Plus, we can probably forgive Marty for being more concerned over the fate of himself and his own actual siblings rather than hypothetical alternative history children who may-or-may-not exist in some alternative future he's not even aware of. The guy has trouble thinking fourth dimensionally at the best of times, and he doesn't learn that changing the past creates alternative futures for proper until the next movie.
We all know how much of a Crapsack World Biff made when he screwed with history. Imagine if the Libyans discovered the time machine...
Actually probably nothing. There really is no conceivable reason why they would get in that car and speed off at 88 MPH instead of just taking back the plutonium and escaping in their van. And even if they did, it's very likely they would have been shot pretty quickly in 1955 - maybe even by Old Man Peabody given how he was packing a shotgun and had the element of surprise.
In order to have got into the USA without attracting too much attention, at least some of them would have had to know English. If one of them had, say, looked at the little notebook Doc was scribbling on, or noticed the big "Destination Time" and "Last Time Departed From" inside the car, well, there were four Libyans, and they had an assault rifle and a rocket launcher. They could have caused serious havoc in 1955, and that's assuming they didn't deliberately go further back in time...
Or they could have temporarily caused serious havoc in Hill Valley in 1955 until they were taken down by the citizenry. Assault rifles and grenade launchers have existed in very close to their present form since the World War II era, and the kind of serious gun control laws that brought the term "zip gun" into prominence in the 1980's weren't enacted until the '60's, so it's extremely unlikely that Old Man Peabody was the only armed citizen in town.
They more than likely wouldn't just go back to 1955 and cause some chaos. They'd go back in time where major events took place, and remake the world into their ideal. So it'd be even worse.
Again though, this whole scenario revolves around them taking the time to read Brown's notes instead of just leaving with their stolen plutonium after starting a gunfight in a public place. They are not going to care enough about the DeLorean to investigate anything because there is no legitimate reason for them to be interested in it. And when the police arrive and find the corpse of notoriously crazy Doc Brown who was shot whilst testing out a time machine? They are going to call the bomb squad to blow it up once they realise that there is a nuclear reactor on the back of it. There is no danger of the time machine falling into anyone's hands.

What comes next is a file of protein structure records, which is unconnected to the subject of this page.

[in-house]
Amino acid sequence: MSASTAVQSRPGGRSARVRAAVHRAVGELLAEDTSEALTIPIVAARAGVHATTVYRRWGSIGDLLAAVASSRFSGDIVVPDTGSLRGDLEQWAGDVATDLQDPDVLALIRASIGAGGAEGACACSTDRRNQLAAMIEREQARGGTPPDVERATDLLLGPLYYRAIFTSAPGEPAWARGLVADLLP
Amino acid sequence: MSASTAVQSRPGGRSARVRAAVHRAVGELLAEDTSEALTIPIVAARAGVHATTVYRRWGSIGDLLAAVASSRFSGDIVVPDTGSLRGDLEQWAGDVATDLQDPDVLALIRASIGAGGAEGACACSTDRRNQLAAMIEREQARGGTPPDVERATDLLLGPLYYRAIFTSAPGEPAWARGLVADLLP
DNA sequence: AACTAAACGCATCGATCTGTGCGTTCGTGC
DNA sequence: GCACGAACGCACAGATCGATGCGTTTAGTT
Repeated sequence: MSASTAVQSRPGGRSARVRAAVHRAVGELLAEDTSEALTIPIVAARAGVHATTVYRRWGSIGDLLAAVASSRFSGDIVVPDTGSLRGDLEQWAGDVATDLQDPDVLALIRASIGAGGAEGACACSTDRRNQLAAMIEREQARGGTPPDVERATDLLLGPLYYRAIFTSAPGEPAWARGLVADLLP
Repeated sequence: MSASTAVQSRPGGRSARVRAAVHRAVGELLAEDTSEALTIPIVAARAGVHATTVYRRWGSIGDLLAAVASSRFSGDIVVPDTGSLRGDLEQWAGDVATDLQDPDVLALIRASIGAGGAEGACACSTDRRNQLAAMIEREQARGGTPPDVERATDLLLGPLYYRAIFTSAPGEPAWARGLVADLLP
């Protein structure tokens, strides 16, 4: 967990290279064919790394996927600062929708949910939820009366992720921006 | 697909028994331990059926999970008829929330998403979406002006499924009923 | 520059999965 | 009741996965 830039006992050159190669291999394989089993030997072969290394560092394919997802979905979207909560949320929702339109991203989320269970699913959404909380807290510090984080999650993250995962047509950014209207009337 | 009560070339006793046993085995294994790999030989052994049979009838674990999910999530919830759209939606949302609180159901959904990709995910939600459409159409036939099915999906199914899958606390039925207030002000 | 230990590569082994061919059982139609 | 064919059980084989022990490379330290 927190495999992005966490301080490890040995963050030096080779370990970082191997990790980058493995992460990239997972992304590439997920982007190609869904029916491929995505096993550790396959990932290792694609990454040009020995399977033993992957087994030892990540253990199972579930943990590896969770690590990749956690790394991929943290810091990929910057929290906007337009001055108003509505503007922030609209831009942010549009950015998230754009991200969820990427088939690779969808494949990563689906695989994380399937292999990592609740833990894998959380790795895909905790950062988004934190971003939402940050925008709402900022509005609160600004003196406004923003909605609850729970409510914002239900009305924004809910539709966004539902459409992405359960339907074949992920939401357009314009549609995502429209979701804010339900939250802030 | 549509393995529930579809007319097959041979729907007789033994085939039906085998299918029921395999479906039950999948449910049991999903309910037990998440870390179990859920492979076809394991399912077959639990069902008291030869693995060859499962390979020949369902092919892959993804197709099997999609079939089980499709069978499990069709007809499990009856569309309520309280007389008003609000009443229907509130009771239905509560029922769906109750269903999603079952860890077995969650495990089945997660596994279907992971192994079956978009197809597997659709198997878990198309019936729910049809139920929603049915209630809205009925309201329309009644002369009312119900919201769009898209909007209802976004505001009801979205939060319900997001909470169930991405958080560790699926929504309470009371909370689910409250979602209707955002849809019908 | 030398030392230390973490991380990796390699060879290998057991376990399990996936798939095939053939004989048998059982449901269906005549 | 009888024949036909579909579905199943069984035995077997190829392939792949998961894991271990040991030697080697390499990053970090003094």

In the first film, the 1955 Doc is amazed to find out an invention of his, namely the time machine, actually materialized and works in the future. Then in Part III, after he successfully uses it himself to send Marty back to 1985, he discovers a letter by his 1985 self explicitly telling Marty to destroy it immediately after returning to 1985 himself. It had to have shocked him that he'd go from pride to regret over the time machine.
Cracked points out some new disturbing implications, like, Doc burning down his house for the insurance money, the fact that there were bystanders when Biff was molesting Lorraine who didn't try to intervene, new implications about the deleted scene between Biff and the former mechanic Terry, the fact that the "sleep-inducing alpha rhythm generator" clearly is an electronic version of a roofie, the revelation that millions more people died in 1985-A because the Vietnam War went on longer (as noted by a newspaper article), and just how many people had their futures altered because of the locomotive theft in part III.
In addition to no one wanting to mess with Biff, this is 1955. Everyone surrounding them probably thought that she deserved it for her low-cut dress and her loose attitude to sex and drink. Values Dissonance at its finest. We also have no idea where Brown got that Alpha-rhythm generator from. Given how he is a man quite happy to steal plutonium from terrorists it is not unreasonable to suggest that he stole it from somewhere that would have legitimate use for it such as a hospital, a dentist, or even an old-people's home as an alternative for sleeping pills. Remember that almost everything has at least one malicious use in the wrong hands no matter how useful it is.